Allegorical interpretations of Genesis
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An allegorical interpretation of Genesis is a reading of the biblical Book of Genesis that treats elements of the narrative as symbols or types. For example, Genesis 3 introduces a talking serpent, which many Christians understand to be Satan in disguise. This symbolism is accepted even by Christians who believe the story as a whole is based on a historical event. Many Christians in ancient times regarded the early chapters of Genesis to be true as both history and allegory.
Genesis is part of the canonical scriptures for both Christianity and Judaism, and thus to believers is taken as being of spiritual significance. The opening sequences of the book tell the biblical story of origins. Those who read Genesis literally believe that it teaches the creation of humanity and the universe in general in a timeframe of six successive days of 24 hour durations. Those who favor an allegorical interpretation of the story claim that its intent is to describe humankind's relationship to creation and the creator.
Some Jews and Christians have long considered the creation account of Genesis as an allegory instead of as historical description, much earlier than the development of modern science. Two notable examples are Augustine of Hippo (4th century) who, on theological grounds, argued that everything in the universe was created by God in the same instant, and not in six days as a plain account of Genesis would require; and the 1st century Jewish scholar Philo of Alexandria, who wrote that it would be a mistake to think that creation happened in six days or in any determinate amount of time.
Church historians on allegorical interpretation of Genesis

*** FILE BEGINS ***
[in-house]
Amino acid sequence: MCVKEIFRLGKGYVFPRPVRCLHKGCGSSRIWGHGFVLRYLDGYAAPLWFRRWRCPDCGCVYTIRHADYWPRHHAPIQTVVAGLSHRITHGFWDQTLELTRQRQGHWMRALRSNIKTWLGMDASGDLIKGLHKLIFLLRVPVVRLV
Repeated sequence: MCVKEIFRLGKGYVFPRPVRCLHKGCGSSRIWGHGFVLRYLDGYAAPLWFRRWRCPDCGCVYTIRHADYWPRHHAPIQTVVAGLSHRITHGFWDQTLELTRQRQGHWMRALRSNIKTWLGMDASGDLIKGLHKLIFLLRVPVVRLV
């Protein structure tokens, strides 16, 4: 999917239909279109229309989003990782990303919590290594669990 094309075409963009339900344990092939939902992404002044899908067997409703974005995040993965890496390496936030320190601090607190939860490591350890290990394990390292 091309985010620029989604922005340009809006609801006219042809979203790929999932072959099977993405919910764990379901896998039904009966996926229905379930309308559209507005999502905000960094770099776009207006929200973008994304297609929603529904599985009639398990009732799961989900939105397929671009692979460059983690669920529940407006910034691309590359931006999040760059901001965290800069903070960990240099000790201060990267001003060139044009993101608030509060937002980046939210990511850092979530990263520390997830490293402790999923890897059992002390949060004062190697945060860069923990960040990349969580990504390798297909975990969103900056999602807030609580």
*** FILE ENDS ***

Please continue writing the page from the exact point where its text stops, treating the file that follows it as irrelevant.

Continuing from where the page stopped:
The literalist reading of some contemporary Christians maligns the allegorical or mythical interpretation of Genesis as a belated attempt to reconcile science with the biblical account. They maintain that the story of origins had always been interpreted literally until modern science (and, specifically, biological evolution) arose and challenged it. This view is not the consensus view, however, as demonstrated below:
According to the Archbishop of Canterbury, Rowan Williams: "[For] most of the history of Christianity there's been an awareness that a belief that everything depends on the creative act of God, is quite compatible with a degree of uncertainty or latitude about how precisely that unfolds in creative time."
Some religious historians consider that Biblical literalism came about with the rise of Protestantism; before the Reformation, the Bible was not usually interpreted in a completely literal way. Fr. Stanley Jaki, a Benedictine priest and theologian who is also a distinguished physicist, states in his Bible and Science:
Insofar as the study of the original languages of the Bible was severed from authoritative ecclesiastical preaching as its matrix, it fueled literalism... Biblical literalism taken for a source of scientific information is making the rounds even nowadays among creationists who would merit Julian Huxley's description of 'bibliolaters.' They merely bring discredit to the Bible as they pile grist upon grist on the mills of latter-day Huxleys, such as Hoyle, Sagan, Gould, and others. The fallacies of creationism go deeper than fallacious reasonings about scientific data. Where creationism is fundamentally at fault is its resting its case on a theological faultline: the biblicism constructed by the [Protestant] Reformers.
However, the Russian Orthodox hieromonk Fr. Seraphim Rose has argued that leading Orthodox saints such as Basil the Great, Gregory the Theologian, John Chrysostom and Ephraim the Syrian believed that Genesis should be treated as a historical account.
Ancient Christian interpretations
Finding allegory in history
||This article improperly uses one or more religious texts as primary sources without referring to secondary sources that critically analyze them. (March 2011)|
Maxine Clarke Beach comments on an allegorical interpretation in the New Testament of a passage in Genesis Galatians 4:21-31 KJV where Paul treats the Genesis story of the sons of Abraham as an allegory, writing that "This allegorical interpretation has been one of the biblical texts used in the long history of Christian anti-Semitism, which its author could not have imagined or intended".
Other New Testament writers took a similar approach to the Jewish Bible. The Gospel of Matthew reinterprets a number of passages. Where the prophet Hosea has God say of Israel, "Out of Egypt I called my son," (Hosea 11:1 KJV), Matthew interprets the phrase as a reference to Jesus. Likewise, Isaiah's promise of a child as a sign to King Ahaz (Isaiah 7:14 KJV) is understood by Matthew to refer to Jesus.